The hopes of pundits that the King’s return would lead to a meeting between top ruling party and opposition leaders were dampened yesterday when Prime Minister Hun Sen and opposition leader Sam Rainsy all but ignored each another at Phnom Penh International Airport.
About 50 high-ranking government, opposition and royal palace officials gathered in the rain to greet King Norodom Sihamoni as he arrived from Beijing. According to opposition officials, not even a nod was shared between Rainsy and Hun Sen, ostensibly because the logistics of the crowd prevented them coming face to face.
“There was no interaction whatsoever,” CNRP lawmaker Mu Sochua said after the event.
Senior CPP lawmaker Cheam Yeap said Rainsy, as the lower-ranking person, should have initiated any greeting between the pair.
“It [would not have been] appropriate for Samdech Prime Minister Hun Sen and his winning party to greet Sam Rainsy,” he said.
Ou Virak, president at the Cambodian Center for Human Rights, said the failure of the leaders to meet was “unfortunate”.
“I think people can have differences, but, at the end of the day, they should greet [each other]. It would be a good signal to be sending to the Cambodian public that none of us consider each other enemies,” he said.
Dark clouds gathered overhead as the leaders and their entourages waited – in separate VIP rooms – for the state plane carrying the King and Queen Mother Norodom Monineath to appear yesterday afternoon.
The King has spent nearly a month in Beijing for what was billed as a long-scheduled and regular medical check-up. As the political impasse has dragged on in recent weeks, many have looked to the monarchy as the final institution that can find a peaceful solution to the election stalemate – with hopes pegged that yesterday’s return would mark a breakthrough.
“The arrival of the King means that we hope to have a political resolution but with [the principles] of justice and transparency for the Cambodian people,” Rainsy told reporters at the airport yesterday.
He added, however, that the King and his mother had merely expressed their thanks to CNRP leaders for greeting them and that he was there to do nothing other than “pray” and welcome the head of state.
On Sunday, the CNRP sent a letter to the King along with a petition gathered during its mass demonstrations on Saturday asking for “justice to be found” for voters.
CNRP leaders have been insisting this week that they would like the King’s intervention to help solve the political impasse – though the specifics of what they would be prepared to concede have been left ambiguous.
On whether a meeting between the two parties was in the offing, Rainsy said yesterday the prospects for such a discussion would emerge as the situation develops.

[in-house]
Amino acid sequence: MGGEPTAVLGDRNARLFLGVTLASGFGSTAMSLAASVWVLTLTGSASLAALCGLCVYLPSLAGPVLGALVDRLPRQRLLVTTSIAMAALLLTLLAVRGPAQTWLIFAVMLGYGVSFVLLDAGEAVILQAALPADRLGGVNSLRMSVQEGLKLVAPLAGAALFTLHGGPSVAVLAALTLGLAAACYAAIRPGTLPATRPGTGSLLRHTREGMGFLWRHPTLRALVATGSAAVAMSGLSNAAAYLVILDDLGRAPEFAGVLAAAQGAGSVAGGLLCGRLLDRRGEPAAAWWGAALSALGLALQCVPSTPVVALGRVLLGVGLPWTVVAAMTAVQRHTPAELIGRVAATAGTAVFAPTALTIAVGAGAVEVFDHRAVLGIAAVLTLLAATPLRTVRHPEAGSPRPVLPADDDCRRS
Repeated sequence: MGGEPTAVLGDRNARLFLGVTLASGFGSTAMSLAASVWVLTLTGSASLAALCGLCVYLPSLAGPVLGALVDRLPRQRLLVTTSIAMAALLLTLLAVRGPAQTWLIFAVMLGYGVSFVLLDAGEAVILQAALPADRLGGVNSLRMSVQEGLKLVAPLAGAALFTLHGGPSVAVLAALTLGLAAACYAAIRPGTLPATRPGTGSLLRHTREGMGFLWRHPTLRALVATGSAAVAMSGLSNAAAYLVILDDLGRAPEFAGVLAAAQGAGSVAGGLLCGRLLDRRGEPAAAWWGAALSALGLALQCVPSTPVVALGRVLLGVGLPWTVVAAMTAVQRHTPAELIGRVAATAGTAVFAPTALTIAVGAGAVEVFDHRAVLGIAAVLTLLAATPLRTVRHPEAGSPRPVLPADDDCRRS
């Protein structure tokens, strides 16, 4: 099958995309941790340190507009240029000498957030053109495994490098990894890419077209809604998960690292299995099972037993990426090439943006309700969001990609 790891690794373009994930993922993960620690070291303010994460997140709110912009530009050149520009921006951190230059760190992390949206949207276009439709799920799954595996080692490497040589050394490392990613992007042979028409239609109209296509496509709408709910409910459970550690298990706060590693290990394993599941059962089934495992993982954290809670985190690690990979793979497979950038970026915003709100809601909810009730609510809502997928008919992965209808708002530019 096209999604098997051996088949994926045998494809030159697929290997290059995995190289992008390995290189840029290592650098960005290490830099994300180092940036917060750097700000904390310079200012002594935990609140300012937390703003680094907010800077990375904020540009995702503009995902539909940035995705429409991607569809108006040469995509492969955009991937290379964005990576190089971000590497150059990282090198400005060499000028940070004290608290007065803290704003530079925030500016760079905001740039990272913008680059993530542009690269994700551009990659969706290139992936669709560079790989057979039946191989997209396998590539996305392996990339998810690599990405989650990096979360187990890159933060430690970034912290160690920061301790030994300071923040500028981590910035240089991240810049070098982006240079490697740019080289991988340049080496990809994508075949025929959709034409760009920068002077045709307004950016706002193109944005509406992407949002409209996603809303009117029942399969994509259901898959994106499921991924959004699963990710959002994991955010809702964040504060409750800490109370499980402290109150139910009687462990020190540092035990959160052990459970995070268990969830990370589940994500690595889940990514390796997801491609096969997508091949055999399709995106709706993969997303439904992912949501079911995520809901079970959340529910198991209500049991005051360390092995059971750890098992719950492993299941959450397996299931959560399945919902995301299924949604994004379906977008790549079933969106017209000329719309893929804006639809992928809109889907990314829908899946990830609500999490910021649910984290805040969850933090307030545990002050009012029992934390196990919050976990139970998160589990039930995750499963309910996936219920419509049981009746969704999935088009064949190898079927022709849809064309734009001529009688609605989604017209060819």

“We all respect the King and we are waiting to hear the advice of the King, [which] we will all consider,” he said.
CPP lawmaker Yeap also said that a meeting was yet to be scheduled.
“As far as I know, there is no [green] light for a top-level meeting between the CPP and CNRP. [But] the CPP still, as always, has open skies [for any negotiations],” he said.
Although the King has pledged he will preside over the opening session of the National Assembly on September 23, the CNRP has announced it will boycott the session barring an independent investigation into election irregularities.
The CNRP has called on its supporters to join continuous demonstrations centred in Phnom Penh’s Freedom Park from September 15-17 to call for such a probe.
Yesterday, party leaders and the Phnom Penh Municipality failed to agree at the meeting on whether protesters would be allowed to camp out overnight or on a limit on the number of demonstrators permitted.
The parties did, however, agree that any protests that do occur would not involve marching through the streets, City Hall spokesman Long Dimanche said, though Rainsy made no such guarantee at the airport.
“The two points that we still cannot reach agreement is about [them] staying overnight there … and the number of people who can join the demonstrations,” Dimanche said. “According to the space at Freedom Park, 8,000 to 10,000 people would be enough. According to the law on non-violent protest, they can only demonstrate from 6am to 6pm. So [we] cannot approve as requested.”
He added that the party would need to submit these remaining requests to the Ministry of Interior for approval.
Lawmaker Mu Sochua said yesterday that her party would not obey any order from City Hall prohibiting its supporters from spending the night at Freedom Park.
“Although we have not received the green light [and] we have not come to an agreement with the government office on staying overnight, that will not change,” she said.
ADDITIONAL REPORTING BY CHEANG SOKHA